The four parameters of the Welcome System (Proximity, Origin, Equality, Memory) apply everywhere on the Internet. They have consequences for every kind of platform.
Any business on the Web can use features from the Welcome System. And most do, a little here, a little there, without necessarily thinking about it that way: we can recognize, for example, Proximity in applications for eCommerce, Origin in efforts for registering members, Equality in chats for customer service, Memory for storing and displaying archives. Generally, these features are used simply because “it can be done”, not because “it’s a new imperative”.
Once we have identified the Welcome System, we can take full advantage of its properties for maximizing efficiency and profits. We have seen here that the Welcome System is not an extension of the Distance (Media and Marketing) System. It’s a new system, a new territory. This is a disorienting proposition. So, before we plunge head first into a news media project, here are a few pointers for understanding the Welcome territory.
Note: Each of these tips can be the topic of a whole post. What is included here is just a quick overview.
It’s an Open Game
Proximity tells us that, even if users are far away from us, whenever they decide to visit we are only one click away from them. Twitter, Facebook, Google+ and others may seem overwhelming for any business entering the fray but they are not closer our users than we are and never will be. Any site is but a click away from our users.
This makes for a highly competitive environment, but it is an open one. We can start late, or even later, there is no rush: if and when we have a great platform, users surround us and can therefore find us. If we are in it for the long haul, we don’t need Facebook, Google+ nor Twitter or any other service for reaching our users or for building their identity. We can use those services but we don’t really need them. Nobody is too late. Nobody has to play catch up. There is no wall between us and our future users: the Web is wide open.
In this quote from John Battelle, “Facebook” can be replaced with any other social media or network:
It drives me crazy to see major brands using expensive television time to drive consumers to a Facebook program that lives exclusively inside Facebook.
If that same program lives out on the Independent web – your own site, on your own domain, with your own platform – then you own all the data and insights.
My advice: put your taproot into soil that you control, soil that is shared by the millions of other independent voices on the web.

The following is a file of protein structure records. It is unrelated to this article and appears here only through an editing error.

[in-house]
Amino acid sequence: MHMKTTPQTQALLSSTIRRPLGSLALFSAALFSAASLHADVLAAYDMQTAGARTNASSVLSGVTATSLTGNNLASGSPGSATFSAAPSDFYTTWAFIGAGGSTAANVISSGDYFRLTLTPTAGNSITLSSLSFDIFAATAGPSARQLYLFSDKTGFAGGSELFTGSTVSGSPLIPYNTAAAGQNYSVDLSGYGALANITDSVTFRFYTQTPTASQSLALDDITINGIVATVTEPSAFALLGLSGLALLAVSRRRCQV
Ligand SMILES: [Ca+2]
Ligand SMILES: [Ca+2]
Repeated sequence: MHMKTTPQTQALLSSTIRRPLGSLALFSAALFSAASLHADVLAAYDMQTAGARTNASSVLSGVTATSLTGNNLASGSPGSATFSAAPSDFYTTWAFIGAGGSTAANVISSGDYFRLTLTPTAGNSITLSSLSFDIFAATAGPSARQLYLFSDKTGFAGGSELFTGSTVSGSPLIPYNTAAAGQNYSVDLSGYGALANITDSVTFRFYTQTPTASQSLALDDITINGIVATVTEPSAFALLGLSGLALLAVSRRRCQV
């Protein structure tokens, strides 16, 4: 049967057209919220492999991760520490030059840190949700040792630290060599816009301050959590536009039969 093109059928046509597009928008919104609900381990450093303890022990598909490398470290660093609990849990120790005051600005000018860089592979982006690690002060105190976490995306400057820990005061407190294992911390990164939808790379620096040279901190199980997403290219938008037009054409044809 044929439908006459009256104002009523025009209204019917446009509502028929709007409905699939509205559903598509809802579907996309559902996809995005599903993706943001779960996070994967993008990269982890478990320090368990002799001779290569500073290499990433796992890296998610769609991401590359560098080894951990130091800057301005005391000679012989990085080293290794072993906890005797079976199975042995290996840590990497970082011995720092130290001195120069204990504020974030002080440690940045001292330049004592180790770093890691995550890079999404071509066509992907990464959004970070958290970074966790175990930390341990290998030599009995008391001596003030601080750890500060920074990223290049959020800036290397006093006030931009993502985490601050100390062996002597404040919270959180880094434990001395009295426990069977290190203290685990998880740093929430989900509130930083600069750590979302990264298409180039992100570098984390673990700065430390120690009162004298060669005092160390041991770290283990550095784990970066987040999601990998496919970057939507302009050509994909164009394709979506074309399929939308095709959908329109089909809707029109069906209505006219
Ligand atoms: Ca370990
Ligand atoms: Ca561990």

Put Your Taproot Into the Independent Web
It’s an Open Field
It may sound counter-intuitive, but the Web is almost empty. When memory space expands faster than we can fill it (as we can see for example with YouTube), the available space is nearly infinite. So there is no “real estate” with its “location , location, location” imperative on the Web.
We can set up our tent anywhere, anytime. We have as much room to grow as we want, as big, as ambitious as we want. No other Web site or service is constraining our space or our growth. And wherever we are, whenever we open our doors, we are always smack in the middle of the action, just one click away from our users. It’s an open field. Always.
It’s a Stillness Game
Not a pun: Origin is the starting point. Only the readers move. We don’t. For being able to exploit this parameter, we have to get it, internalize it, grok it: we sit down, we stand still, we close our eyes if need be but we don’t move. We don’t send a package. We don’t send anything away. Our website is stuck in a server.
So this is our home. We can reach people with the Distance game, we can use notifications for calling our members back, but we are where the exchanges take place. This is where we do our business: content exchanges, commercial exchanges. Readers scurry by, on and off again. And our website can’t move to go after them. If we want to do business with them, there is only one question left: what can we do to make them stay here?
Easy: 1- Build a door. 2- Put a big Welcome sign above it. 3- Open the door. Now we need to take into account Equality, Proximity and Memory.
It’s a One-to-One Game
The best use of Equality and Proximity is one-to-one communication. By definition, this is the strangest game changer for mass media and marketing people. But don’t worry: it can be done. You don’t have to exchange personally with all your members. It’s just a place where there are only people: nobody is hiding behind a news media, a brand, a company name, an anonymous title. All that’s needed are people exchanging on a one-to-one basis, like in a forum or a community.
We are used to one-to-one communication in real life. We know how it works. But there is a part of us that excludes these familiar mechanisms from our business on the Web. This is the part that has been shaped by the Distance system. But we have left the Distance system. We are in the Welcome System, where one-to-one rules. This whole process is just about learning how to do business in this new world: one-to-one.
It’s a Community Game